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Re: Bike provision on Beeston tram route and a question

CTC Forum - On the road - 27 August 2015 - 9:50pm
Sorry I have no advice, I'm just glad that's not my commute, the only place I'd feel safe on that road is straight down the middle and and that would probably attract plenty of abuse.

Re: Pre-ride (or pre-drive) checks.

CTC Forum - On the road - 27 August 2015 - 9:50pm
I realised that I was getting slack with the car when I went to drive it away and didn't notice that one of the tyres was completely flat until I'd actually started to drive it. Admittedly I did notice inside the first six feet of driving and the tyre's flatness was disguised by the adjacent kerb but even so, I'd walked right past it.

Not as bad as one guy I know though. He went to drive off and immediately there was a loud clunk and the car dropped by 6". It turned out that the wheels on the other side of the car had been nicked, and the car fell off its small stack of bricks as soon as it started to move....

cheers

Re: Bike provision on Beeston tram route and a question

CTC Forum - On the road - 27 August 2015 - 9:43pm
I recently posted about a new cycle path in north Nottingham and got lots of advice on here. I also emailed the city council and they are going to get back to me, I'm not the only one who has pointed out that it's a bit rubbish!
Lots of us have concerns about the new tram routes, I've been on the route you describe in excellent detail and agree that it's unclear what cyclists re supposed to do, and it puts us into potential conflict with pedestrians. It's definitely worth contacting the county council and the tram people - it'll take them a while to get back to you but the more people who point out problems, the more likely things might be done.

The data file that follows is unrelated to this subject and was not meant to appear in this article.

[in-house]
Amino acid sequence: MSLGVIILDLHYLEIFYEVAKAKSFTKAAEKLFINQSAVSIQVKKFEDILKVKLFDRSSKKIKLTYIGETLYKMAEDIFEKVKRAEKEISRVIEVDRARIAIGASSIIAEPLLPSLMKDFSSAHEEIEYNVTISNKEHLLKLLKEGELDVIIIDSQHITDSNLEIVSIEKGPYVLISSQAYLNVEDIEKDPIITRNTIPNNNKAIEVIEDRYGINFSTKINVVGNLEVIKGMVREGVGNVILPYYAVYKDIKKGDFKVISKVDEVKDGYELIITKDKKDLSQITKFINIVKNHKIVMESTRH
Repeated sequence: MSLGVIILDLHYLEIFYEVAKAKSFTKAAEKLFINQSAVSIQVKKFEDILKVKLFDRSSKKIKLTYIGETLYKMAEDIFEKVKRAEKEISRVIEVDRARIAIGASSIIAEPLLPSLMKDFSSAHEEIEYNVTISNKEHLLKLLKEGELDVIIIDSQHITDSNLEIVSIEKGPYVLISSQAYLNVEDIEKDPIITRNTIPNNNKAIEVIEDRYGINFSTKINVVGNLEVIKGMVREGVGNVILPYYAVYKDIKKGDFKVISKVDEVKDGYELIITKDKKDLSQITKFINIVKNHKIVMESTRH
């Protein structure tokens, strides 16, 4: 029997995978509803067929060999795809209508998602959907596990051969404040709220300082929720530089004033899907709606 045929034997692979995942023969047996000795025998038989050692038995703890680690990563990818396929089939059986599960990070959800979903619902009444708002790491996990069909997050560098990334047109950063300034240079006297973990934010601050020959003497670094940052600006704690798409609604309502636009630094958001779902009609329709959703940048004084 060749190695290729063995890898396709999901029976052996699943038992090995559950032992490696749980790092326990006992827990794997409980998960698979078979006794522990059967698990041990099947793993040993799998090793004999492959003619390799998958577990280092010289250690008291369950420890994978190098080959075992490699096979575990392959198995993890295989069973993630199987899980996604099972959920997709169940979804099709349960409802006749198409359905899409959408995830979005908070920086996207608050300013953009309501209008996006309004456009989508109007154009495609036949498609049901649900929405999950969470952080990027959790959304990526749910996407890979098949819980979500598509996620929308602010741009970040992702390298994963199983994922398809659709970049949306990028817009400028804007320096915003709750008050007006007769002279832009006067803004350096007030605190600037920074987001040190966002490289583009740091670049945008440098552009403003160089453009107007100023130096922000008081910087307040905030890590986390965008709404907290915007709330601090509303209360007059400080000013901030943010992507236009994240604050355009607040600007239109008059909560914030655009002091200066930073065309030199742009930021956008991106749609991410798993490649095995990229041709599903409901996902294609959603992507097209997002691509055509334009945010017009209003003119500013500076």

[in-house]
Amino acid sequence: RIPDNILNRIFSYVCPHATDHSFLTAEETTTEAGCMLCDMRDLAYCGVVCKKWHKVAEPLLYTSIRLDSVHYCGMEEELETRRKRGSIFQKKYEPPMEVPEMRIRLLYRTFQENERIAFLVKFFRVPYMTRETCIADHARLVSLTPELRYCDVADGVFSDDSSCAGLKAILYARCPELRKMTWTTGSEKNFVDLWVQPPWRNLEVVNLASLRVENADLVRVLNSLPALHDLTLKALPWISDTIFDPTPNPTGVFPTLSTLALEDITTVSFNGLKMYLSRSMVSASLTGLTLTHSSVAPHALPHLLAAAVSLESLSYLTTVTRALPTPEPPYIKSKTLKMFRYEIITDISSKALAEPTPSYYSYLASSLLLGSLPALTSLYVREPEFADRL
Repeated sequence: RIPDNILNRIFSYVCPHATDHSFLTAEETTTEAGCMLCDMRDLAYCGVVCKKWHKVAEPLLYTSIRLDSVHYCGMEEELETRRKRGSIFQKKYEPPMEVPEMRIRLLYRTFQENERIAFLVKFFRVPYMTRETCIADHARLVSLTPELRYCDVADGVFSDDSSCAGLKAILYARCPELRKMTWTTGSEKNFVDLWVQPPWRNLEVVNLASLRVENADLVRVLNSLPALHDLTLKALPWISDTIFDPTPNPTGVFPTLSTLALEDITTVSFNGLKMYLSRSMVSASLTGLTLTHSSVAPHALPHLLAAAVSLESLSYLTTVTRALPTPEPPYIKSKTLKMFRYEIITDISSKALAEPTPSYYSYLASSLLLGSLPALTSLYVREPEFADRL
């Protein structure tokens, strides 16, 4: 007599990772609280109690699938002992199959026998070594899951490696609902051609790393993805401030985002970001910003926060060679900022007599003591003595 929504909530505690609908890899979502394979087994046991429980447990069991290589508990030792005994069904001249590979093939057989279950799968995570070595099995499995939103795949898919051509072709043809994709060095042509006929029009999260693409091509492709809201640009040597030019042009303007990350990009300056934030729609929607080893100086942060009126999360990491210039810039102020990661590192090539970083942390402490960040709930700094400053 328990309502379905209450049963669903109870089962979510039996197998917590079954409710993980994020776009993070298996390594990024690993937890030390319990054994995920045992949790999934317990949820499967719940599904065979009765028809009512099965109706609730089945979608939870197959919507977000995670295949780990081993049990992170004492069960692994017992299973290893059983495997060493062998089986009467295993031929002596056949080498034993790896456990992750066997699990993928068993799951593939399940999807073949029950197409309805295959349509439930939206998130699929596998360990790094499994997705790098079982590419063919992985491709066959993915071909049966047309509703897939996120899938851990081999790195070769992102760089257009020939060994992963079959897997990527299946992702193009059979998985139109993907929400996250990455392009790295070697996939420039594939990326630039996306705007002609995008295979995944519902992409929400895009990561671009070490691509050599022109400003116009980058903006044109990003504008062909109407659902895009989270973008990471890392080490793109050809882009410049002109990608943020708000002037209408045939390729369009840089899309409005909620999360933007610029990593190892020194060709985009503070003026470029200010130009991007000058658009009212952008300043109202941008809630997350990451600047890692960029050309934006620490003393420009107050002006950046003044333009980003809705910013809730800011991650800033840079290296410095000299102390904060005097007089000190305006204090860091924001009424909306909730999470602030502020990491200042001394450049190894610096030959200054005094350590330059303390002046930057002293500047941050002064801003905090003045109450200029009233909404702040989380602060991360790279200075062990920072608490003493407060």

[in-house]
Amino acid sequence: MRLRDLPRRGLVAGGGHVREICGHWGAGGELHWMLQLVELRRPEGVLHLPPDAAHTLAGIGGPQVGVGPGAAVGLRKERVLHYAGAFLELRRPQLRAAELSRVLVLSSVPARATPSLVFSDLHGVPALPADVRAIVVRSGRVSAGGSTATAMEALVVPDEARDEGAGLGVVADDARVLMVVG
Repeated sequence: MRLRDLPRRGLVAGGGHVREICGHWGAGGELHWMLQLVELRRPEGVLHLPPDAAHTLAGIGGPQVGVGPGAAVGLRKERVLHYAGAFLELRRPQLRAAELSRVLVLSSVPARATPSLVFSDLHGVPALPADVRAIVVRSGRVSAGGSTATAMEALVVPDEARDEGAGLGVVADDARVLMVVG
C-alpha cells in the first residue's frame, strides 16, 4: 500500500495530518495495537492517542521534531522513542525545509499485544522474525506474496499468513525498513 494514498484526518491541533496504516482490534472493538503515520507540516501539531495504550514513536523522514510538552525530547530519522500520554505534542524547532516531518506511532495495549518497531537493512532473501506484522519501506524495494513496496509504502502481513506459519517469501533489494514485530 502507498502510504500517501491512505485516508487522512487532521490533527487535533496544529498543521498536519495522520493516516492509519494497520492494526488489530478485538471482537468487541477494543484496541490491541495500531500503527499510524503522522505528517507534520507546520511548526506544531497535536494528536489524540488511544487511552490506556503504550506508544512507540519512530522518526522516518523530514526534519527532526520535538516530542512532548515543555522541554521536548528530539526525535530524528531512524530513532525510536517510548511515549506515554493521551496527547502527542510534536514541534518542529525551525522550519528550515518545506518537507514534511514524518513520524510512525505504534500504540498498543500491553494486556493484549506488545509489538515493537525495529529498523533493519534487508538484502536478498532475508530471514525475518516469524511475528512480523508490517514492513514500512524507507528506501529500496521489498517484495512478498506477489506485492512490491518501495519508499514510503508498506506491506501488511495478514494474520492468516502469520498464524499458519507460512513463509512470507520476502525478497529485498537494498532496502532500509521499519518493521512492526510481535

What can be done at this stage is something else! We all know the whole thing was rushed through and the design could have been way more cycle-friendly...

Re: Pre-ride (or pre-drive) checks.

CTC Forum - On the road - 27 August 2015 - 9:34pm
Squish the tyres, grab the brakes as I settle...

There's more to do?


The car just has the doors checked..

Re: Pedestrian pushes cyclist off bike and into traffic

CTC Forum - On the road - 27 August 2015 - 8:59pm
reohn2 wrote:Vorpal's post above about sums it up,the cyclist was no threat IMO the aggressor is the pedestrian,end of.
I don't deny he was the aggressor but when I watch the video I see the usual might is right approach except this time by a cyclist. (And an approach I witness with more and more frequency as time goes by and cyclist numbers increase.)

Vorpals post imo is wrong on a number of points.
Firstly the 'red man' is a 'red herring'. Pedestrians are under no obligation to wait for the red man, might be advisable and in this case he most certainly should have waited - but he didn't.
"Please dont try to knock me off" can only be one of two things; she thought a collision was possible, in which case why not stop? (As Vorpal pointed out she wasn't going very fast and a quick 'frame by frame' shows she made no attempt to slow down at all.)
Of course perhaps she actually thought for some reason he might knock her off in which case there's even more reason to stop and avoid it! You can see the pedestrian on the video for a fair while, there's absolutely no reason to assume she can see something the camera can't - they both have the same viewpoint after all and if he'd shouted a warning he'd have been facing her and we'd have heard it.